Does Hannibal have its own tropes?

    I don’t know if you would call these tropes. There’s Dark!WillGraham. I don’t know if you’d call that a trope. AUs where Will becomes a serial killer or Hannibal is not a cannibal. I personally don’t understand… part of the appeal, for me, is that [Hannibal]’s a cannibal and a serial killer. If he’s not a cannibal and a serial killer then he’s basically just Frasier Crane. I don’t really get it. I mean, I don’t want to disparage anyone who likes that, if it floats your boat it’s fine! I’m not here to hate on anyone’s preferences. But I personally want to read terrible stuff where terrible things happen. So yeah,  it’s just strangely not very tropey as opposed to Sherlock. There’s a lot of Omegaverse in Hannibal fandom. But I think Omegaverse is everywhere. It’s permeated across all the fandoms.

    There’s plenty of Hannibal Omegaverse, but the thing that perplexed me is that in a lot of it, Hannibal is the Alpha. I feel like if you want Hannibal and Will to have really possessive, rough, bestial sex where Hannibal tops that you don’t actually need to go to a different universe for that. I think that’s just how they’d do it anyway. (laughs) I think it would be much more interesting if Hannibal were the Omega and he had to manipulate Will as the Alpha to do what he wants, which is, like, bone him and soul bond him or whatever Omega-y stuff.  And that’s how I ended up writing sing for the damage we’ve done.

    Hannibal is about the manipulation.

    Exactly, he just gaslights Will. I mean what’s the fun in Hannibal throwing Will down and having his way with him when he can gaslight him! (laughs) This makes me sounds like a psychopath…

    No, just a writer. 🙂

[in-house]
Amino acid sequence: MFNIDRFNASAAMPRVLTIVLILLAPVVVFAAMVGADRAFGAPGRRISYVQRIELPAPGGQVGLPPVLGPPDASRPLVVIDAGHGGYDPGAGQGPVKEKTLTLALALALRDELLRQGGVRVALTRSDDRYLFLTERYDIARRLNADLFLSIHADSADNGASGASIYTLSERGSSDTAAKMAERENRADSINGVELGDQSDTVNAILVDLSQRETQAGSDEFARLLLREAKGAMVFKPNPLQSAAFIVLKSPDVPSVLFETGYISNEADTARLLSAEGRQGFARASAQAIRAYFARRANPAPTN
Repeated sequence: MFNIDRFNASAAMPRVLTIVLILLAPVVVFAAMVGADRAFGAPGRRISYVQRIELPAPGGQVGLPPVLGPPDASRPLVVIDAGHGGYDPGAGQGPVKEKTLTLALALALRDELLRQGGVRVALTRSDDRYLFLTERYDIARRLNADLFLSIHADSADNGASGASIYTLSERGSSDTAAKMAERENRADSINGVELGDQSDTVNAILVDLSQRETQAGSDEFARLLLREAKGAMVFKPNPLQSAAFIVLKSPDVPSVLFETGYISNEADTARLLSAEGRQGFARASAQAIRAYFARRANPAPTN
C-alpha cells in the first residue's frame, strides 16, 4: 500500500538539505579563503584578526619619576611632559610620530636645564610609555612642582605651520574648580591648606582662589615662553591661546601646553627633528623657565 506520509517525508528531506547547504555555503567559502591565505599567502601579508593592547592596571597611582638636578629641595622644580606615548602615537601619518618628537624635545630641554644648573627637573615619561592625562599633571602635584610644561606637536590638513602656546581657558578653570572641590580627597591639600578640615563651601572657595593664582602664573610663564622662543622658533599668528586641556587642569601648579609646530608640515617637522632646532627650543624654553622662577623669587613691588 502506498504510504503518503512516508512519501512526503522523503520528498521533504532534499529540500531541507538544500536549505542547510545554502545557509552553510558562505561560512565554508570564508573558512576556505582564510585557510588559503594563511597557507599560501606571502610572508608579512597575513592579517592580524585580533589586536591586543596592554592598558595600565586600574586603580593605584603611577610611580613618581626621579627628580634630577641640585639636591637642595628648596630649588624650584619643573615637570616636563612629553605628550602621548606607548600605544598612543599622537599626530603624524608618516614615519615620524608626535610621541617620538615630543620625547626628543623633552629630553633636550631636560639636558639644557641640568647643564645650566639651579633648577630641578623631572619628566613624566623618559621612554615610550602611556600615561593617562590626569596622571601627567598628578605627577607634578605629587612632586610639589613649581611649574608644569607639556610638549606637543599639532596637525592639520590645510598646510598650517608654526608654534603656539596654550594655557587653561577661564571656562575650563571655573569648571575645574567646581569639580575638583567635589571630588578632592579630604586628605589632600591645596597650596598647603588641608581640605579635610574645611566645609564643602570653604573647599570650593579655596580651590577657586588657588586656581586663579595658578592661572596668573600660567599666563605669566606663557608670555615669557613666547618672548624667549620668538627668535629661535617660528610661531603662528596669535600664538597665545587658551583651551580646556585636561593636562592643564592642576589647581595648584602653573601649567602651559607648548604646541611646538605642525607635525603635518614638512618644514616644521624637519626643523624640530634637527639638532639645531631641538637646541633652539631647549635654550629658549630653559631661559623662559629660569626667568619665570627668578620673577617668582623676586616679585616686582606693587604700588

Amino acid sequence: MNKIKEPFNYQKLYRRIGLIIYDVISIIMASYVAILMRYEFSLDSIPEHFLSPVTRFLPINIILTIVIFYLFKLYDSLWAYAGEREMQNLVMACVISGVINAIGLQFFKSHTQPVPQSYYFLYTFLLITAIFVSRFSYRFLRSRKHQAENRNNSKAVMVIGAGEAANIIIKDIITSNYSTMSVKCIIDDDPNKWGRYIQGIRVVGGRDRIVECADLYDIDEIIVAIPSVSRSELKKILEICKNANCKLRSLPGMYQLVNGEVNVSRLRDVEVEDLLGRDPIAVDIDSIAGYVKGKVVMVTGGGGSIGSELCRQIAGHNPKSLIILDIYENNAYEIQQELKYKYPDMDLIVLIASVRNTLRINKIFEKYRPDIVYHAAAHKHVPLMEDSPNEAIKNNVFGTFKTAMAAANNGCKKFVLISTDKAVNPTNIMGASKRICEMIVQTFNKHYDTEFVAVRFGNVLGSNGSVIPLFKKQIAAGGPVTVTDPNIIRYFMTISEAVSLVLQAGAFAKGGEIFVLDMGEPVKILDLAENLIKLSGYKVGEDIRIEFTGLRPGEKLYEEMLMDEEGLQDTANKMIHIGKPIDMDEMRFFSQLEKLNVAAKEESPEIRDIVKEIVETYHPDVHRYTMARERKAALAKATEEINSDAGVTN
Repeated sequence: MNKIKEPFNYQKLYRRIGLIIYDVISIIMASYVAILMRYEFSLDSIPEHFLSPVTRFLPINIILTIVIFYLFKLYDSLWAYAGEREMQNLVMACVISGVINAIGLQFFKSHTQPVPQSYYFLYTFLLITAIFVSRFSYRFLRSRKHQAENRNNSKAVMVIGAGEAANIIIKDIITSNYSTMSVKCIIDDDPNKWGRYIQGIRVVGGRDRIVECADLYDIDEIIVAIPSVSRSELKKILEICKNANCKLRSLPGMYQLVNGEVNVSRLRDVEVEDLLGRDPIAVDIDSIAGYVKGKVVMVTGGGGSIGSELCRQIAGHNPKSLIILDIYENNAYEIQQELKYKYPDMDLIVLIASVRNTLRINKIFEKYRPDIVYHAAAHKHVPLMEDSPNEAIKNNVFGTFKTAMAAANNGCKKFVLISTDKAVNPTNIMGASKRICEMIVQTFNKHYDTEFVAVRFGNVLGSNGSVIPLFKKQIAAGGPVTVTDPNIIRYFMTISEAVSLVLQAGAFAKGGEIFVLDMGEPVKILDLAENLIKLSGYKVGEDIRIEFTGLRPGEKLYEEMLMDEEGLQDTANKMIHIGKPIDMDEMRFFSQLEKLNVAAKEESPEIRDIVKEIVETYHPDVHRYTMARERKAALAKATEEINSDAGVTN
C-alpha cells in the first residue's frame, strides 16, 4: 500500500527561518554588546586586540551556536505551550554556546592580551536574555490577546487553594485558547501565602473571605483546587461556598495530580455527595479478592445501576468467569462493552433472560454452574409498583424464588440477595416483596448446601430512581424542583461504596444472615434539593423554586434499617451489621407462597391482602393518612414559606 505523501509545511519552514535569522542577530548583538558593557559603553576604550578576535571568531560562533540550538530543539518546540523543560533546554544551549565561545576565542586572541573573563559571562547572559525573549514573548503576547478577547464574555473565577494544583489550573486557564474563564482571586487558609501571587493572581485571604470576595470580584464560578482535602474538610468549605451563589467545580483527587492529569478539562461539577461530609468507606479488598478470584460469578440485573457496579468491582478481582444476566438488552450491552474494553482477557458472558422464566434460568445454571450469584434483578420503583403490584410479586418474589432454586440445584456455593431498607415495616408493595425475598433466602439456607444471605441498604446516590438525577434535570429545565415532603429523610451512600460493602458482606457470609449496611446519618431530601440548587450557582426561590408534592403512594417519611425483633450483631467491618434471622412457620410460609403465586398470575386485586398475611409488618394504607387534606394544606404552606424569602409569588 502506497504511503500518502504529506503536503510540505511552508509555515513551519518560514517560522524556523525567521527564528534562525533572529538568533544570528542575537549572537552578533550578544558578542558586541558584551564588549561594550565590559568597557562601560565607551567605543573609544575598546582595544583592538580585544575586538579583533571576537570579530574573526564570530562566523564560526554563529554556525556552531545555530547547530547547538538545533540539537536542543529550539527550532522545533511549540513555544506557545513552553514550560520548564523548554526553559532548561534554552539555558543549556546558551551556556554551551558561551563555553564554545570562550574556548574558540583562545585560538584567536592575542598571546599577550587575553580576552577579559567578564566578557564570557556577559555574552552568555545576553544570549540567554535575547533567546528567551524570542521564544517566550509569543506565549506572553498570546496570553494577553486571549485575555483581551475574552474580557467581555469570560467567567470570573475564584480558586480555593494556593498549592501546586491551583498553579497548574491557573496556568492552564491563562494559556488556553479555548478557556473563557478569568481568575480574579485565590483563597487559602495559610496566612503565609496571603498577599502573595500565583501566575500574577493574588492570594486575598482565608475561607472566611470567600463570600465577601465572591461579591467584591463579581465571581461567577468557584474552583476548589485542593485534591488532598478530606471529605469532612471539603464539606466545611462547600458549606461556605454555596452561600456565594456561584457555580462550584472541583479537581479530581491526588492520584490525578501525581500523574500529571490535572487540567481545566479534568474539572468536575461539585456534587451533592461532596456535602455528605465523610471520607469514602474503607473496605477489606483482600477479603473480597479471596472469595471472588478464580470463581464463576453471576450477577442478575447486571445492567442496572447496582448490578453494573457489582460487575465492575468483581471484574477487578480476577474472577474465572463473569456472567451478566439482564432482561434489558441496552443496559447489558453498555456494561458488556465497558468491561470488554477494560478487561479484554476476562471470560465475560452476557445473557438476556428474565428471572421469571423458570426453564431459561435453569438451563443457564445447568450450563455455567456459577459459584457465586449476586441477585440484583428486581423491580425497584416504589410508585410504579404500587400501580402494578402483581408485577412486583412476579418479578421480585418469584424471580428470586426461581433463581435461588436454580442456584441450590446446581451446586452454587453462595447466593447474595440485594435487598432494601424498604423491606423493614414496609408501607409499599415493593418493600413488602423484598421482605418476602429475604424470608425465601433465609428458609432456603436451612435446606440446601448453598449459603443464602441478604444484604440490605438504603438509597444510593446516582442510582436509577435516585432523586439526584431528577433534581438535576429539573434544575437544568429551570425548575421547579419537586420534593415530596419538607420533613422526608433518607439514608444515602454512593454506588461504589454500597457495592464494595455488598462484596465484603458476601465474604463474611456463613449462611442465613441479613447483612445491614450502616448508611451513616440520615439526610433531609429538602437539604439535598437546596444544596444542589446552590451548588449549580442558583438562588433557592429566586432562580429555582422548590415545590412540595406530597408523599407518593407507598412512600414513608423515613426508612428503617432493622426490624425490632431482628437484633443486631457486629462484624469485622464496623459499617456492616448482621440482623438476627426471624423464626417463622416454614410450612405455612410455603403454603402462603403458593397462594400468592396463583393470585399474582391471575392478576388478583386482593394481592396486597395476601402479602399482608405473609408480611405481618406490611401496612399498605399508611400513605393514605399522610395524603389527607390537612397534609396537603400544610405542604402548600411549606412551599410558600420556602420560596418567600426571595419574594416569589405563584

A lot of people talk about fanfiction as a way to fill in gaps in canon, or fix things they feel the show didn’t get right, or explore missing scenes or different themes that the showrunner hasn’t covered. Is there an element of that in your writing for Hannibal?

    Hannibal is a really well and tightly written show, so as far as I’m concerned there aren’t that many missing scenes. I think the things that I really want to explore, what I really like about Hannibal, is that even though the show has zero commitment to reality in the sense that somehow Hannibal can decorate his food with skulls and random jawbones and stuff, nobody is like, “Hey this guy is kind of weird…”

    Like, okay, somehow Hannibal has this really robust social life, he goes to the opera and the symphony and he has a thriving psychiatric practice and somehow he still has the time on the side to murder people and display them in really intricate ways, and also throw a dinner party afterward. How many hours does he have in a day? Does he have a time turner?

    So time is really strange on the show. People drive from Virginia to Minnesota in like an hour. So the show doesn’t have a really good commitment to reality in that sense, but it’s really emotionally honest and emotionally realistic in the sense that it’s a show that really understands that people are complicated, and that people aren’t just good people, and people aren’t just bad people.

    Hannibal is a complete monster obviously, he kills and eats people for fun and displays their bodies in interesting and artistic ways afterwards, but he also loves, and he also cries, and he also loves art and he has all of these really genuine emotions, but he also happens to be a serial killer. That’s just a quirk of his.

    That’s the thing that I really love exploring. The show goes to this really uncomfortable place. At the end of the Season 2 finale, it becomes really easy to sympathize with Hannibal’s sadness. Who hasn’t been betrayed? Who hasn’t wanted to lash out at the betrayer? I’m not advocating that people should lash out at their betrayers by stabbing them! But these are, I think, fairly universal human emotions and the kinds of things that happen in real life too.